I was away for work last week when we got on to the subject of showers. This is something that comes up a lot when travelling, as the quality of bathroom facilities very much determines the mood of the TV shoot. One of the hotels we stayed in last year seemed to be only pretending to have running water, and so the filming days quickly descended into a group of smelly people irritably snapping at each other. At another hotel, it would take about 20 minutes to get a cupful of hot water, which meant showers took an hour and consisted of being naked and freezing and occasionally basting yourself.
On last week’s shoot, though, the director of the show claimed that cold showers were the way forward. I would agree, if the context was specifically for the extraction of information from hostages. I found myself wondering if this was another load of middle-class bullshit, like the six-month period when everyone was putting butter in their coffee.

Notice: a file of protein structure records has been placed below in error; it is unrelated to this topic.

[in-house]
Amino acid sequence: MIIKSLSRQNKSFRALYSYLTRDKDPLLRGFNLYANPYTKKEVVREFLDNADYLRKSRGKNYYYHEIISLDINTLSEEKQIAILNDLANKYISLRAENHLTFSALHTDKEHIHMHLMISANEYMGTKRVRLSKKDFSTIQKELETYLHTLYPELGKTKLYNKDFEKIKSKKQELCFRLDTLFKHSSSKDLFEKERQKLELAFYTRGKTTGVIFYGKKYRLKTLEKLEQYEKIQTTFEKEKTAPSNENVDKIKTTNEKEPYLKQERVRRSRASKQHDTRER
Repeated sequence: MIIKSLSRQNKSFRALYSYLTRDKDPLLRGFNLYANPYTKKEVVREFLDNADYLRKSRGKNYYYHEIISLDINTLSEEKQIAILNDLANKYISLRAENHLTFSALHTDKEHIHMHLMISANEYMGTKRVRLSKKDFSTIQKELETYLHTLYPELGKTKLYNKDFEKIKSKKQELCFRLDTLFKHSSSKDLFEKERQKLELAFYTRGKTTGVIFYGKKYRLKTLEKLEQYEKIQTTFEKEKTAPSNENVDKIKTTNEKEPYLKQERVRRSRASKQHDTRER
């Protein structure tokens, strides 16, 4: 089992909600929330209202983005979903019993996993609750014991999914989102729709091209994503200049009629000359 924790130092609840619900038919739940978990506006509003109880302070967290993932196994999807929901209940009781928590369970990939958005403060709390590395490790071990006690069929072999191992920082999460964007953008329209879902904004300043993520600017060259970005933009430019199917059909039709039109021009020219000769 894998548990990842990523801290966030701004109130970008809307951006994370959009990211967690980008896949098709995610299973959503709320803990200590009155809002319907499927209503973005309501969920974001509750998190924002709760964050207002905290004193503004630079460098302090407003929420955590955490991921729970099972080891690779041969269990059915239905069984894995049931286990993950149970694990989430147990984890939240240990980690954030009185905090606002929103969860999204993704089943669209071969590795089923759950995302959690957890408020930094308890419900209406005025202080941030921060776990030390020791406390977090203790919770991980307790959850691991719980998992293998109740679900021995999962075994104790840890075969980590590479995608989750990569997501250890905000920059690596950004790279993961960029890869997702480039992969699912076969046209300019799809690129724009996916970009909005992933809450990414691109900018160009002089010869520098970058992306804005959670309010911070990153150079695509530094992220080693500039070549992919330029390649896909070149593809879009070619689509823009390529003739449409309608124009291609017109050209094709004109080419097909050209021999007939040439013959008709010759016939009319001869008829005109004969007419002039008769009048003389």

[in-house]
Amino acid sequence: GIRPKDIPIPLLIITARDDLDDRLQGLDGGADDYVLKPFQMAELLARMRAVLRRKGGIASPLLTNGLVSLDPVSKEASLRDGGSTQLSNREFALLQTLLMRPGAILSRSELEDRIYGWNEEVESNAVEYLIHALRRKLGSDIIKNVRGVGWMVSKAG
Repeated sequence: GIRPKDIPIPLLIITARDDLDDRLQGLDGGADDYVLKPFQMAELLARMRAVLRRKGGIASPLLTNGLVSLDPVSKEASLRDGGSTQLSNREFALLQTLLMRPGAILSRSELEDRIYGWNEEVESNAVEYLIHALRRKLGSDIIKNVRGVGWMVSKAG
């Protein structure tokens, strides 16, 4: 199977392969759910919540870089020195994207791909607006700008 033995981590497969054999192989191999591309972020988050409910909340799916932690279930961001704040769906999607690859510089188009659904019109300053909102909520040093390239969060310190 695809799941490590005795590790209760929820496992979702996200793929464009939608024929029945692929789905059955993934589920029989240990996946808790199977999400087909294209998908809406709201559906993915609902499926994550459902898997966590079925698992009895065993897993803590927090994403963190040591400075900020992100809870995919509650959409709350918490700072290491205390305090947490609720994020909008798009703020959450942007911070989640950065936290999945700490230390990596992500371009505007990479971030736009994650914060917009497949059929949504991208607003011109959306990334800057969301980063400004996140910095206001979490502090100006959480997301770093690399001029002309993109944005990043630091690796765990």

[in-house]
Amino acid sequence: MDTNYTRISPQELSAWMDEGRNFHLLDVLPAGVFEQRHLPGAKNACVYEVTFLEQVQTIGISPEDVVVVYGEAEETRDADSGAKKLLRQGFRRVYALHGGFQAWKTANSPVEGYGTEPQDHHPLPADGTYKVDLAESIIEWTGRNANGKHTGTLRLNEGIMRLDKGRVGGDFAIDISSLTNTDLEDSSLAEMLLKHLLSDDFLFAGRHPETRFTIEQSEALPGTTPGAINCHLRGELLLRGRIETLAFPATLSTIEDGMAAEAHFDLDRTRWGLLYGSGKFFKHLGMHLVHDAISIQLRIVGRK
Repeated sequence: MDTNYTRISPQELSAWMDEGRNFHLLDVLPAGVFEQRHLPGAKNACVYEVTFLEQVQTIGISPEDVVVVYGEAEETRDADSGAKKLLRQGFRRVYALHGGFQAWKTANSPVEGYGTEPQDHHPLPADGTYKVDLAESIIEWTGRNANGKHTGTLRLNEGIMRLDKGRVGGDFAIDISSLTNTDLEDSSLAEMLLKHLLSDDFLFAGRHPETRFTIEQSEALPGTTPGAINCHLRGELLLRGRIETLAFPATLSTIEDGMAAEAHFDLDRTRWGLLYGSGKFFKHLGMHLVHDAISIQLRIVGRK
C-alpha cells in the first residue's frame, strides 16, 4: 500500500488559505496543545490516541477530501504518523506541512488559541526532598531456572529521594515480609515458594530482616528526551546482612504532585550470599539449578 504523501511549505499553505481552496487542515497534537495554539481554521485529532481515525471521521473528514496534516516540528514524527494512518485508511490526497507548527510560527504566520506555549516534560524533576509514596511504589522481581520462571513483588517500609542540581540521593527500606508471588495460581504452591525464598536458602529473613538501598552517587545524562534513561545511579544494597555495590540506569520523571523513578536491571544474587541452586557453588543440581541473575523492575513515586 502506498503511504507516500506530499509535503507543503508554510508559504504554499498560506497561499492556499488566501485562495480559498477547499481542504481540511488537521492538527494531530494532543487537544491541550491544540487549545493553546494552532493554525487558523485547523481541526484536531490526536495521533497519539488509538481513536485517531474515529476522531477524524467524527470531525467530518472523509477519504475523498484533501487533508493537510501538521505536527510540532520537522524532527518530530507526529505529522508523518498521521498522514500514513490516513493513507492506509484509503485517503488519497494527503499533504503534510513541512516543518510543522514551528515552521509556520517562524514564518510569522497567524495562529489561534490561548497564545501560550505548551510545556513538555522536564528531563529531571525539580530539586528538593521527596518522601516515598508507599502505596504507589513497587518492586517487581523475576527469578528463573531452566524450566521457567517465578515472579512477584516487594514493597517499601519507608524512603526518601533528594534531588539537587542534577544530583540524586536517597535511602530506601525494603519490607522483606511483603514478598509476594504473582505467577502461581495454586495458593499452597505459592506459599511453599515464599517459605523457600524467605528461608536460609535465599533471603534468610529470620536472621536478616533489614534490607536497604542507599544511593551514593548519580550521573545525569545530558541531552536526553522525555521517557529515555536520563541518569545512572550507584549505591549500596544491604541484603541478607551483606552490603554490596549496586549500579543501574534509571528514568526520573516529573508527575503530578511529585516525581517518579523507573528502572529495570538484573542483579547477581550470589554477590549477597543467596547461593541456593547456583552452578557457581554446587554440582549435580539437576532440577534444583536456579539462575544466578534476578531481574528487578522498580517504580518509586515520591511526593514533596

I am very much of the school of thought that showers should be extremely hot. For some reason, I equate very hot with very clean. I like to feel as if the top layer of skin has been singed off, so that I emerge from the cubicle a brand new Romesh – after, of course, having squeegeed the walls of the shower, during which I like to role-play as a nice window cleaner. I also like the pressure to be so high that you feel as if you’re being sandblasted, smashed so hard against the back of the wall that you would be unsurprised to be hit by a goat that had been caught up in the tornado. All of this is environmentally unsound, to say the least. Even so, cold showering sounded